When I was able to get my mother's projection out of my system, and out of my adipose tissue, I began to see myself again. Now I make a point of checking in with my body, noticing it, being really acquainted with it and comfortable with it.

There's not one case that I can remember, of a women who considers herself to be overweight that I've seen in my clinic, that was not some form of protection. And that makes sense when you realise that the purpose of adipose tissue is to protect your organs and tissues and to insulate the body. Adipose tissue is all about protection in all the cases that I have seen and worked with so far.

And that protection is linked to some life story that is still there and still informing your body how it should be.

My reason for making a point of this is so that you don't beat yourself up if:

  • you're overweight and you don't know why

  • you're self-aware and those mantras don't work

  • you've been thinking positively and it hasn't made a damn bit of difference

  • you're tapping and tapping and tapping, and still nothing much has changing

  • you've dieted yourself to oblivion and back, and zip

  • you've spent a ton on exercise programmes and the weight just returned faster than it left you

These concerns, the ones that we know aren't quite right but we don't know why, they need a deeper enquiry. That's where you need support from a therapist.

Mental and emotional health is about discovering those deeper stories. It's mistakingly thought that mental health is about mental disorders. I think that's called mental illness, not mental health. That's something completely different.

Mental and emotional health is about self-awareness. Exploring those deeper stories that keep you stuck. Reviewing them so that you have more choices available to you. Life gets easier.

This is precisely why I am the therapist that I am. Because I have explored a minefield of stories that held me back in life, that kept me stuck. And with each new discovery, I began to live more of me and less of everyone else's stories, expectations and conditioning.

You can contact me anytime to talk over your concerns and to get the support you need to deepen into your self-awareness as you come to live more authentically as you.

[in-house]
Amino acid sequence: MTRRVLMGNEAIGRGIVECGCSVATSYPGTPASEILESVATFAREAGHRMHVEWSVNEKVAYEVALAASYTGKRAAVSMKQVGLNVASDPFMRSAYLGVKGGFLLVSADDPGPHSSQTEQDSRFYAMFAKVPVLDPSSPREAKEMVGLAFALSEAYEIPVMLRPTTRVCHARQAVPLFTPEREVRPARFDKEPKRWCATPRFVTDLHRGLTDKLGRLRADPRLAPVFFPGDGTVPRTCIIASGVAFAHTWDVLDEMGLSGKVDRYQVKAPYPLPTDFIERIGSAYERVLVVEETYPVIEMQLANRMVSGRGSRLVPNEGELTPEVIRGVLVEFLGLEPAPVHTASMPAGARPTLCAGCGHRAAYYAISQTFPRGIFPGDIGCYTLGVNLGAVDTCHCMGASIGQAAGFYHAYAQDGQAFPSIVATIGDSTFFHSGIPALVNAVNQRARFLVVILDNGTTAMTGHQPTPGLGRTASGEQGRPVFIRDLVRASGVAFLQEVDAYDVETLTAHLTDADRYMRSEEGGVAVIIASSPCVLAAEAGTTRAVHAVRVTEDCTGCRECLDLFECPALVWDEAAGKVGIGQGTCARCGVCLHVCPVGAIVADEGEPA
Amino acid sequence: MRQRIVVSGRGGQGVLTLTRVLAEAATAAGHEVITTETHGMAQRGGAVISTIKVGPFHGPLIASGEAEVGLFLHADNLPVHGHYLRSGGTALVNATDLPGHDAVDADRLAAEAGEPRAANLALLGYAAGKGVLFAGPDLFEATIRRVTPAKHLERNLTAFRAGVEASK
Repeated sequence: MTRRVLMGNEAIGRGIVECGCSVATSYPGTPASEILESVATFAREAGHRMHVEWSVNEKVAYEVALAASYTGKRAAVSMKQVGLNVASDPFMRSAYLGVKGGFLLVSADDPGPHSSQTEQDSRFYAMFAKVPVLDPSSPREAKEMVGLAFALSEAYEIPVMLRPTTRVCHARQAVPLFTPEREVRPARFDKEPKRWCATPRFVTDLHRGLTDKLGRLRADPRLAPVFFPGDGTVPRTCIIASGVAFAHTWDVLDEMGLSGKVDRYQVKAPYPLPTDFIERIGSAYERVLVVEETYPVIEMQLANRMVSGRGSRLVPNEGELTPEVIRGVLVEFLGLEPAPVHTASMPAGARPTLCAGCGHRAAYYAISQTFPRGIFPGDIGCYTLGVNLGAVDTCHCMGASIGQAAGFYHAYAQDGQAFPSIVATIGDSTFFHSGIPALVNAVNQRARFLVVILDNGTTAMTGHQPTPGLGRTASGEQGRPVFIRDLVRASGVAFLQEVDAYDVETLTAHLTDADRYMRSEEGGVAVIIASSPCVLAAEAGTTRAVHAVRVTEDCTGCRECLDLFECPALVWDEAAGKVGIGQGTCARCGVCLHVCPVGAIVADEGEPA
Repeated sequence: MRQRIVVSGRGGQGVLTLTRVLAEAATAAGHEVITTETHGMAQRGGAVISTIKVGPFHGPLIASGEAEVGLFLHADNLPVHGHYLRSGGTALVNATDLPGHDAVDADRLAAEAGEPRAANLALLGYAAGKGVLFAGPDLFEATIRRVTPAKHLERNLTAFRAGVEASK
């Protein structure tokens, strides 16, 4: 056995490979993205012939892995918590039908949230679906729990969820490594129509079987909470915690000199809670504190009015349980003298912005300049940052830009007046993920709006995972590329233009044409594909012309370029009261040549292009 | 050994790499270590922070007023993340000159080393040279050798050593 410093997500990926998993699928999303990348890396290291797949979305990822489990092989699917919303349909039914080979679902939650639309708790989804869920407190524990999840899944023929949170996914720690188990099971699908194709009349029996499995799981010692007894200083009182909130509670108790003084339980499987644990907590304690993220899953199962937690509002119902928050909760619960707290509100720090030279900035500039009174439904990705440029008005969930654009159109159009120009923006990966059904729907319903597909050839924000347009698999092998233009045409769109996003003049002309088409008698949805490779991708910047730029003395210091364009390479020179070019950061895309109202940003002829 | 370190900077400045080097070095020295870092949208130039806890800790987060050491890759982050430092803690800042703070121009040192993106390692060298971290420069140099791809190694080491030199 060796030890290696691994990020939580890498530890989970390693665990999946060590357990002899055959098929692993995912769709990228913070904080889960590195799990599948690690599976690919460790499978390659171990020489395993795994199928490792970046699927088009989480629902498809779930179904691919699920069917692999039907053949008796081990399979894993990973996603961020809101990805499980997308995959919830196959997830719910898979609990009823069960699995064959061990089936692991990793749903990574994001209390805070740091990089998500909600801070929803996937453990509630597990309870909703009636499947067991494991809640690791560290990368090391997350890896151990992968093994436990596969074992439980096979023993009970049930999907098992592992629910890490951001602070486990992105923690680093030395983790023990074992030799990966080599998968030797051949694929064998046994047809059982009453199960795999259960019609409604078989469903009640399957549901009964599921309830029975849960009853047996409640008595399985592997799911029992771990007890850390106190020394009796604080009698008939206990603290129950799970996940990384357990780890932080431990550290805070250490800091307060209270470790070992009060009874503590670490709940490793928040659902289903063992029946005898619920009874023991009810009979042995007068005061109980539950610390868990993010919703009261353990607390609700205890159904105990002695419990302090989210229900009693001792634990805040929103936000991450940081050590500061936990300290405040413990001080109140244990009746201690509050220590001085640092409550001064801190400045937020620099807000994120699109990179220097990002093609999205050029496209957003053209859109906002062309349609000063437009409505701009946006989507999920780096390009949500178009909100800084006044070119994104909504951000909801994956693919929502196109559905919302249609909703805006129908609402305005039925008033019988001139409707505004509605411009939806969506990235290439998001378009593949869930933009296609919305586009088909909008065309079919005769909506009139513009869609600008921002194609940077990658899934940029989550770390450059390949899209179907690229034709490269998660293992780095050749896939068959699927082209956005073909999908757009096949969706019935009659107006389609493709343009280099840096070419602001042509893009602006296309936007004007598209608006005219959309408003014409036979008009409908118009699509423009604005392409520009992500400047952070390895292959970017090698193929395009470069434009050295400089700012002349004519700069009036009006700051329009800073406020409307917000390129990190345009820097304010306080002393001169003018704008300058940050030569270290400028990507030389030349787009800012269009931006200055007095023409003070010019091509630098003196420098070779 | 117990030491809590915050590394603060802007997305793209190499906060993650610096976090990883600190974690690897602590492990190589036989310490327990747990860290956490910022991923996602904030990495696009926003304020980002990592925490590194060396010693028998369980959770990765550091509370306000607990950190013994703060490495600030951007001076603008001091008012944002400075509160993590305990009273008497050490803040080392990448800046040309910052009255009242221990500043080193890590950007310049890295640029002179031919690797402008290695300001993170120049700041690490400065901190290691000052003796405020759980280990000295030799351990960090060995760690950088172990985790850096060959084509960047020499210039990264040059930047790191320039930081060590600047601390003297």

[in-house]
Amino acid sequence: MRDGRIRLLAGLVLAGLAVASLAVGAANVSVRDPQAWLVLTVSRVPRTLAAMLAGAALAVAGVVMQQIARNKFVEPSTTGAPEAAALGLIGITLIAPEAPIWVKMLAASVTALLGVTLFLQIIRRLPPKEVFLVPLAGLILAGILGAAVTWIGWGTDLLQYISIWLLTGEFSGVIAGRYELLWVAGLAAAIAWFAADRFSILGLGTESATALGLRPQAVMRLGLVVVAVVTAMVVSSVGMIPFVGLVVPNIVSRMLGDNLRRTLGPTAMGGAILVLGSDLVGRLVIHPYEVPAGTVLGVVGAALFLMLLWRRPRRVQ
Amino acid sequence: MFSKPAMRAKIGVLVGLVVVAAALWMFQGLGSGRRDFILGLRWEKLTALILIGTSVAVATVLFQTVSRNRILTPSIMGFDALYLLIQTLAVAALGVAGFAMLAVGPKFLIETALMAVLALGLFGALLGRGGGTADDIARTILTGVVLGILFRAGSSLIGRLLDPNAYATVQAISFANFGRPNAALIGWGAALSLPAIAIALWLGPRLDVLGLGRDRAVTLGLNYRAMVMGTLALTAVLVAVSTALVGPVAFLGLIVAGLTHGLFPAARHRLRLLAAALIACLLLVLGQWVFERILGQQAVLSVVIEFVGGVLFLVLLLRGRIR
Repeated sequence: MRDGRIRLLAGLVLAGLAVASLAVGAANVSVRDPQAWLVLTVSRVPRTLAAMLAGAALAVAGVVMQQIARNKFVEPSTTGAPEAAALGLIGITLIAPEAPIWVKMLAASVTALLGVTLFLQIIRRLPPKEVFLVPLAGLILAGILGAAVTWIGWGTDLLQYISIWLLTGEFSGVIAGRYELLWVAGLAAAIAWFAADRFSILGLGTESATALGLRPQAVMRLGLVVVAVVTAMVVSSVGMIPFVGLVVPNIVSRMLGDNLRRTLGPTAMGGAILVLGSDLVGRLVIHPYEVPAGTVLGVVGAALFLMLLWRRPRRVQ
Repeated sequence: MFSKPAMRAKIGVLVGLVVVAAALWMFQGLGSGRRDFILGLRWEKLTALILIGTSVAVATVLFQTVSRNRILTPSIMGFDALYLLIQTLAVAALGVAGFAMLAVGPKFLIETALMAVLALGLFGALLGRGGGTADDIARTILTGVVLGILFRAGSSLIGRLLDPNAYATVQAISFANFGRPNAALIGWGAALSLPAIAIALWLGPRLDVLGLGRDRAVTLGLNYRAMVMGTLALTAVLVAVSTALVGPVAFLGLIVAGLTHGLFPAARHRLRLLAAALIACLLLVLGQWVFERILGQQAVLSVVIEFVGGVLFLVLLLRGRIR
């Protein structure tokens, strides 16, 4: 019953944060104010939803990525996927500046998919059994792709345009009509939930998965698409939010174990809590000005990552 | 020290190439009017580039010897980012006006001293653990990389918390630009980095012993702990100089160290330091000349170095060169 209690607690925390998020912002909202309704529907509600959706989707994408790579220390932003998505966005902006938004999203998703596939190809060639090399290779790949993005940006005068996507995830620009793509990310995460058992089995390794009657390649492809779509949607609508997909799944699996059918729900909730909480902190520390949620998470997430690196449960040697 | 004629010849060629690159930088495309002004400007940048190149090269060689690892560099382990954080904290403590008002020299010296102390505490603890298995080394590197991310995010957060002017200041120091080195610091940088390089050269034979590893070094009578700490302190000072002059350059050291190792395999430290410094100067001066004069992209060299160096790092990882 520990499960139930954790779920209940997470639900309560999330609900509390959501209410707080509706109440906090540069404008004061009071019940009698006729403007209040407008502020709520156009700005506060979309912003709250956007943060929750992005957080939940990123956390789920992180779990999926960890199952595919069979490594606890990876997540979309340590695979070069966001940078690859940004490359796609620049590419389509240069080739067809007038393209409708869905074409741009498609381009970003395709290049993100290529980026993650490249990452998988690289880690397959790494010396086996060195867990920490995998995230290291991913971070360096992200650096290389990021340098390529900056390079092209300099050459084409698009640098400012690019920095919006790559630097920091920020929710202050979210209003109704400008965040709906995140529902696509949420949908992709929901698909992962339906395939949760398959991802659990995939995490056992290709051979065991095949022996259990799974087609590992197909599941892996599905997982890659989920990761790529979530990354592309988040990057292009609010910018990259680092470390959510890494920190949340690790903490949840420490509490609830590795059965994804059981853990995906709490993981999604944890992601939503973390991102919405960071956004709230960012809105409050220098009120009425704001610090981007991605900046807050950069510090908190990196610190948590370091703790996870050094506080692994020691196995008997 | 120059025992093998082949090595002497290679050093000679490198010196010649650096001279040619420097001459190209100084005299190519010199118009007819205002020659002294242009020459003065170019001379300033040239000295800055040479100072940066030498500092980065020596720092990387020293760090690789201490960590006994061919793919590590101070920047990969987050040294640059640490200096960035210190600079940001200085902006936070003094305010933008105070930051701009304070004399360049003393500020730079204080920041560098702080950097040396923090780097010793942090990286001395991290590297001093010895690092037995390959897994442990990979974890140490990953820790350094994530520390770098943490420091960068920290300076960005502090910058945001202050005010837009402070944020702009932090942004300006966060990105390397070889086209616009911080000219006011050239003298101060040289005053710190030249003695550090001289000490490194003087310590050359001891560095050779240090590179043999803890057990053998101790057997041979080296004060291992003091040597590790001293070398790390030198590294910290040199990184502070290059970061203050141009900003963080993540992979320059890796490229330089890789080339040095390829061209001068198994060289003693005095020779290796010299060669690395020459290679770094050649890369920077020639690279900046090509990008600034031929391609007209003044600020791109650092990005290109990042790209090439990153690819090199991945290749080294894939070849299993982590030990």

Simple Abundance

366 days Towards Self-Mastery

When I considered my New Year's intentions for 2020 I had just one: To allow my heart to love what it loved...and let it lead me. (If not now, then when?)

I've spent months working on integrating my life. To live life more fully with my home life, my interests, my work, my responsibilities, all coming together, all connected. I want to give each the attention that they desire and need, and still have time and energy for the others. That means living and working from the heart.

As I was clearing out my bookshelf over the Christmas break I discovered Simple Abundance. I set it aside to explore it on New Year's Day as I lazed through another delicious day of nothingness. Sarah, the author, says this book is about living in grace. Living in grace I realised, is about Self-Mastery.

My thirst for understanding the human condition has driven me all my life, and hand-in-hand with self-mastery it has been a life-long goal. And as I love to write, that living in grace is about self-mastery, and I love a bit of a challenge, then if I am truly going to let my heart lead, I really don't have any other choice. So scary as it feels, I'm starting out on a daily mission of leaning into the suggestions of this daybook and making a daily post to keep me accountable. If not now, then when?

I'm Josie. You can find out a little more about me here.

Simple Abundance: A Daybook of Comfort and Joy: by Sarah Ban Breathnach.

This book is written for the Australian and NZ market because it refers to seasonal changes. It's available on Amazon here if you'd like to follow along.